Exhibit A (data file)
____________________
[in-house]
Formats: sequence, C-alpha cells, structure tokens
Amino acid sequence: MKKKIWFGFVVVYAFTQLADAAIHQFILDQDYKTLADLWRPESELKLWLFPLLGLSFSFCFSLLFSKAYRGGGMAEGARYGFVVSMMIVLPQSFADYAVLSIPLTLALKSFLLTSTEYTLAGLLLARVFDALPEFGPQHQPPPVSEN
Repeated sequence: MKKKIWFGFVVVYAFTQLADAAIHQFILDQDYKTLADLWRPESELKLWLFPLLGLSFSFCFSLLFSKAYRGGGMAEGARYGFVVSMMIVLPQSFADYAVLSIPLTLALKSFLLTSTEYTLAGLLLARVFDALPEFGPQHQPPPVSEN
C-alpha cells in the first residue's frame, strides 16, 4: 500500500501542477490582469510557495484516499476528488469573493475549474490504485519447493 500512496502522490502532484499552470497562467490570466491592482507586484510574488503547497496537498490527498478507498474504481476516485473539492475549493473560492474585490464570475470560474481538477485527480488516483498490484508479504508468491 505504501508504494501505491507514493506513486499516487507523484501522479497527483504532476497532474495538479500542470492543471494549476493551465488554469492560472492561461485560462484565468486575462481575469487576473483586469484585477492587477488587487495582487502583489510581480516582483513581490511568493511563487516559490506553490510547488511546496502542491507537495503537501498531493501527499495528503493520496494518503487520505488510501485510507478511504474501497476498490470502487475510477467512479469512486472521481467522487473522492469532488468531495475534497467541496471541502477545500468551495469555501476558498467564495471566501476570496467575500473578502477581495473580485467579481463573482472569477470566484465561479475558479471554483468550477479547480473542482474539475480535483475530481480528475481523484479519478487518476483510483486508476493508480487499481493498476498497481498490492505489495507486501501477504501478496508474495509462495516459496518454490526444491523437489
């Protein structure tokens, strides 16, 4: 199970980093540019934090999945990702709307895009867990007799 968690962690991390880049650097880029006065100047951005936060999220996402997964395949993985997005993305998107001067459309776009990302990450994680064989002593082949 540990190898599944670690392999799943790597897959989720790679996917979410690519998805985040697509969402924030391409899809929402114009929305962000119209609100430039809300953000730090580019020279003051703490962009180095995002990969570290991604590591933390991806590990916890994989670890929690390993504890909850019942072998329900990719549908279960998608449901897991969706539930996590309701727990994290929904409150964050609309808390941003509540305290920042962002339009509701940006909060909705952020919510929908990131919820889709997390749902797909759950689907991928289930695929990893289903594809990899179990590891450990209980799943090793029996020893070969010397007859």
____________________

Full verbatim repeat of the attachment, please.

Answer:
[in-house]
Formats: sequence, C-alpha cells, structure tokens
Amino acid sequence: MKKKIWFGFVVVYAFTQLADAAIHQFILDQDYKTLADLWRPESELKLWLFPLLGLSFSFCFSLLFSKAYRGGGMAEGARYGFVVSMMIVLPQSFADYAVLSIPLTLALKSFLLTSTEYTLAGLLLARVFDALPEFGPQHQPPPVSEN
Repeated sequence: MKKKIWFGFVVVYAFTQLADAAIHQFILDQDYKTLADLWRPESELKLWLFPLLGLSFSFCFSLLFSKAYRGGGMAEGARYGFVVSMMIVLPQSFADYAVLSIPLTLALKSFLLTSTEYTLAGLLLARVFDALPEFGPQHQPPPVSEN
C-alpha cells in the first residue's frame, strides 16, 4: 500500500501542477490582469510557495484516499476528488469573493475549474490504485519447493 500512496502522490502532484499552470497562467490570466491592482507586484510574488503547497496537498490527498478507498474504481476516485473539492475549493473560492474585490464570475470560474481538477485527480488516483498490484508479504508468491 505504501508504494501505491507514493506513486499516487507523484501522479497527483504532476497532474495538479500542470492543471494549476493551465488554469492560472492561461485560462484565468486575462481575469487576473483586469484585477492587477488587487495582487502583489510581480516582483513581490511568493511563487516559490506553490510547488511546496502542491507537495503537501498531493501527499495528503493520496494518503487520505488510501485510507478511504474501497476498490470502487475510477467512479469512486472521481467522487473522492469532488468531495475534497467541496471541502477545500468551495469555501476558498467564495471566501476570496467575500473578502477581495473580485467579481463573482472569477470566484465561479475558479471554483468550477479547480473542482474539475480535483475530481480528475481523484479519478487518476483510483486508476493508480487499481493498476498497481498490492505489495507486501501477504501478496508474495509462495516459496518454490526444491523437489
């Protein structure tokens, strides 16, 4: 199970980093540019934090999945990702709307895009867990007799 968690962690991390880049650097880029006065100047951005936060999220996402997964395949993985997005993305998107001067459309776009990302990450994680064989002593082949 540990190898599944670690392999799943790597897959989720790679996917979410690519998805985040697509969402924030391409899809929402114009929305962000119209609100430039809300953000730090580019020279003051703490962009180095995002990969570290991604590591933390991806590990916890994989670890929690390993504890909850019942072998329900990719549908279960998608449901897991969706539930996590309701727990994290929904409150964050609309808390941003509540305290920042962002339009509701940006909060909705952020919510929908990131919820889709997390749902797909759950689907991928289930695929990893289903594809990899179990590891450990209980799943090793029996020893070969010397007859």